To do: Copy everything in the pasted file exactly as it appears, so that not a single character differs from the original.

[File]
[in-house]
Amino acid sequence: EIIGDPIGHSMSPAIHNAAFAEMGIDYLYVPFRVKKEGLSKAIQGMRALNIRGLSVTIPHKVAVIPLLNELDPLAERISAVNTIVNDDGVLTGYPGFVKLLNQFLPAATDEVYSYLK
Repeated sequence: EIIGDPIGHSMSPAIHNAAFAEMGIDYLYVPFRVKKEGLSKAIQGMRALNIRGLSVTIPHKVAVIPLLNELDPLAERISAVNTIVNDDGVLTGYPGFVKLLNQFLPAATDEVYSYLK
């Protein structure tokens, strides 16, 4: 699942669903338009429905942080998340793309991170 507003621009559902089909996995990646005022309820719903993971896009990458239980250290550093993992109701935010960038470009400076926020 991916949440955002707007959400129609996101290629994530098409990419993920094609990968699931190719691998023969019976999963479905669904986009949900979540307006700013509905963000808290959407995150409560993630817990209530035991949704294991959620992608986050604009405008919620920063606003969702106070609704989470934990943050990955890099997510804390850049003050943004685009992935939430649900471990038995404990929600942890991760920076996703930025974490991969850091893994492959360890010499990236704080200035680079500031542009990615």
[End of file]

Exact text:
[in-house]
Amino acid sequence: EIIGDPIGHSMSPAIHNAAFAEMGIDYLYVPFRVKKEGLSKAIQGMRALNIRGLSVTIPHKVAVIPLLNELDPLAERISAVNTIVNDDGVLTGYPGFVKLLNQFLPAATDEVYSYLK
Repeated sequence: EIIGDPIGHSMSPAIHNAAFAEMGIDYLYVPFRVKKEGLSKAIQGMRALNIRGLSVTIPHKVAVIPLLNELDPLAERISAVNTIVNDDGVLTGYPGFVKLLNQFLPAATDEVYSYLK
């Protein structure tokens, strides 16, 4: 699942669903338009429905942080998340793309991170 507003621009559902089909996995990646005022309820719903993971896009990458239980250290550093993992109701935010960038470009400076926020 991916949440955002707007959400129609996101290629994530098409990419993920094609990968699931190719691998023969019976999963479905669904986009949900979540307006700013509905963000808290959407995150409560993630817990209530035991949704294991959620992608986050604009405008919620920063606003969702106070609704989470934990943050990955890099997510804390850049003050943004685009992935939430649900471990038995404990929600942890991760920076996703930025974490991969850091893994492959360890010499990236704080200035680079500031542009990615």